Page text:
Though “April is the cruellest month” is one of the most commonly-quoted lines of Eliot’s poetry, that is not the full line! The full opening line reads: “April is the cruellest month, breeding.”

This is the way the world ends/Not with a bang but a whimper.

These are the final two lines of Eliot’s "The Hollow Men." The phrase "not with a bang but a whimper" is commonly used in the English language to refer to something that didn’t meet expectations for grandeur. Eliot posits that the end of the world, an event built up in our minds in significance and style, is actually anticlimactic.

I have measured out my life with coffee spoons.

From "The Love Song of J. Alfred Prufrock," this quotation shows the speaker’s feelings that he wasted time in his life with repetitive tasks.

T.S. Eliot's Writing Style

Eliot is famous for revolutionizing the poetry of the twentieth century. His background had a profound impact on his poetry: Eliot constantly felt like an outsider and a foreigner. He grew up in a happy American household, but he claimed England as his home. In both places, he felt alien. He studied philosophy and Indic religion, both of which would influence his writing.

Eliot enjoyed metaphysical poetry such as that by John Donne (1572–1631) and French symbolist poetry with its innovative techniques. His own poetry is the quintessential example of Modernist poetry. He rejected Romantic poetry and instead created an innovative personal style that would grant him fame as a Modernist poet.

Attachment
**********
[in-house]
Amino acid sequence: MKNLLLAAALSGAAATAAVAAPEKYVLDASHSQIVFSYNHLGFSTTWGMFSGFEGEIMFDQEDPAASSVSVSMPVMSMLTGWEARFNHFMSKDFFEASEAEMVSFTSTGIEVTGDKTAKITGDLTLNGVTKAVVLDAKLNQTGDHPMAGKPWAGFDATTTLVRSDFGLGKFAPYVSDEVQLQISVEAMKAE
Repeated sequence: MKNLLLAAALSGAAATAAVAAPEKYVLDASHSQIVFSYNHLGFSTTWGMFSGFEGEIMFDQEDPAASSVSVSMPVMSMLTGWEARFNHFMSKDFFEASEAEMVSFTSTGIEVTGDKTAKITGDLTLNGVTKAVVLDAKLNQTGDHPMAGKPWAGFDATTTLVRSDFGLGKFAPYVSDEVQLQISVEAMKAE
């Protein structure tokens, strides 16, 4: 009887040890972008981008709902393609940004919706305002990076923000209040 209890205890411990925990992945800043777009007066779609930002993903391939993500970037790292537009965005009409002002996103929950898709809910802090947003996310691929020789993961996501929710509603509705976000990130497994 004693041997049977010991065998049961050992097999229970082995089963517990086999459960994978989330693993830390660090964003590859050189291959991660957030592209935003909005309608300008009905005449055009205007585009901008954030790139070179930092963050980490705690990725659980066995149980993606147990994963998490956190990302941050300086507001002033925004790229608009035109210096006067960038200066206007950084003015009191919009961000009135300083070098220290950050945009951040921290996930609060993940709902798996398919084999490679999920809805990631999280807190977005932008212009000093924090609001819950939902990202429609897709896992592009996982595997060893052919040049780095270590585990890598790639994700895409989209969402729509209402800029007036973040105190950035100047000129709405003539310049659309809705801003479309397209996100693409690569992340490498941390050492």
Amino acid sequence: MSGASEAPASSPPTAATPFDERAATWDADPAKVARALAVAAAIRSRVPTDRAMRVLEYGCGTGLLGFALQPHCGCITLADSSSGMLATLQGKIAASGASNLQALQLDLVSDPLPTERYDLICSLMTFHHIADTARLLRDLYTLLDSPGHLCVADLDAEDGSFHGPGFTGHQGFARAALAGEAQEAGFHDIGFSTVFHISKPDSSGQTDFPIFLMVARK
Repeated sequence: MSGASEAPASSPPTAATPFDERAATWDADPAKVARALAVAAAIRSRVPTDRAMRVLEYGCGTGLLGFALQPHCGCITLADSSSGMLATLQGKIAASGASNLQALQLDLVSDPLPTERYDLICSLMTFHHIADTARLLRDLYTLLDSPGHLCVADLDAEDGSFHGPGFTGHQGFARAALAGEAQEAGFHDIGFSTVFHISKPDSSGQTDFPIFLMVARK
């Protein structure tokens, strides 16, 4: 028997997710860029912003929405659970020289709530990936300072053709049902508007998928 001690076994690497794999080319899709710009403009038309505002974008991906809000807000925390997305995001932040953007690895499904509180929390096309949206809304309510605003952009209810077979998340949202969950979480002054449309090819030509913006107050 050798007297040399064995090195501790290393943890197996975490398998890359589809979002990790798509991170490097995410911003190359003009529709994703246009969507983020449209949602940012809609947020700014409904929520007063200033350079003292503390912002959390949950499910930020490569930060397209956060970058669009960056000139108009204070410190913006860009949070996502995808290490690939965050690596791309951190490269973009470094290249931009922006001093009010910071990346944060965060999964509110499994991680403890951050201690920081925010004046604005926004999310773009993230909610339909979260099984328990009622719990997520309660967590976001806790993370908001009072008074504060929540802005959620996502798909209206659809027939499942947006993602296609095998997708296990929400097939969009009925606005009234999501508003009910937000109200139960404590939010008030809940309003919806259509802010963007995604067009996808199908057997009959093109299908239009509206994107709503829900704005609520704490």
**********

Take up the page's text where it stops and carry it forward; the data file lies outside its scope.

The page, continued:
Modernism is a literary movement that emphasized new approaches to narrative and poetic forms. Commonly accepted to have foundations in the French symbolist movement, Modernist poetry took the poet’s opinions and personal circumstances and infused them into the poems. It was through the poet’s personal expression that Modernist poetry found a universal significance.

He often used stream of consciousness, allegory, juxtaposition, and unusual imagery throughout his poems. He utilized these allegorical references to mythology in order to represent the realities of modern life: "The Waste Land" is a mash-up of the Fisher King, the search for the Holy Grail, and modern British society. Juxtapositions came in Eliot’s references, from British realities to Sanskrit texts.

T.S. Eliot, World War I trenches, StudySmarterEliot's disillusionment after the devastation of the First World War proved foundational in 'The Waste Land' (1922), Pixabay.

Eliot’s often obscured the meaning of his poetry, embedding every line with layers of allusion, reference, and grandiose language. This was an intentional effort to force the English language to fit the chaotic inner monologues of his poetry, most notably seen in "The Waste Land."

While Eliot rejected interpretations of his work as trying to represent a generation’s disillusionment following World War I, his own personal opinions toward the state of the world and his melancholic disposition are on full display in his poetry.

T. S. Eliot - Key takeaways

  • T.S. Eliot was an American poet, playwright, and critical essayist considered one of the most influential writers of the twentieth century for his Modernist poetry and writings on literary theory.

  • Eliot grew up and attended university in the United States but moved to England where he remained for the majority of his adult life.

  • Eliot wrote poetry that defied the conventions of the time and that was based on his personal context and utilized references to both modern society and ancient mythology throughout.